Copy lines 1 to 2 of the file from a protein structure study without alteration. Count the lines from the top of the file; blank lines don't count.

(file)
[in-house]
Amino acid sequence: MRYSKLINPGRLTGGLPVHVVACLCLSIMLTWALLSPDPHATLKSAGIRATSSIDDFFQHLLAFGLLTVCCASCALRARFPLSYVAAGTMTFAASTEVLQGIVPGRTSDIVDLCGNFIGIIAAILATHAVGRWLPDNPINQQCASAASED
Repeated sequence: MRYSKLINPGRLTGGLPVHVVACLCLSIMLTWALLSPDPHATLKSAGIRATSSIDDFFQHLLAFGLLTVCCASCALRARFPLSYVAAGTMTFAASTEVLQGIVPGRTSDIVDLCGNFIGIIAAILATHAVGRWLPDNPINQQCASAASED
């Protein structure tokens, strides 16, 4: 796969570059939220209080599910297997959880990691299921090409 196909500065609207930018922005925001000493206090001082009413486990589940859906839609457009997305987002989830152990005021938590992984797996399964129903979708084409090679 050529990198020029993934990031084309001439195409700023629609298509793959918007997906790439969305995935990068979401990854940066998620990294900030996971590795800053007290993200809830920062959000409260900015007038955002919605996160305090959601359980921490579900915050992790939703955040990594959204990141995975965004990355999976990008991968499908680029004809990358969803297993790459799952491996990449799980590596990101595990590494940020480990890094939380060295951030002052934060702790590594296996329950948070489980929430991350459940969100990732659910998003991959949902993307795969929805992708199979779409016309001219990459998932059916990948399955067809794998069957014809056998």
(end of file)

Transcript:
[in-house]
Amino acid sequence: MRYSKLINPGRLTGGLPVHVVACLCLSIMLTWALLSPDPHATLKSAGIRATSSIDDFFQHLLAFGLLTVCCASCALRARFPLSYVAAGTMTFAASTEVLQGIVPGRTSDIVDLCGNFIGIIAAILATHAVGRWLPDNPINQQCASAASED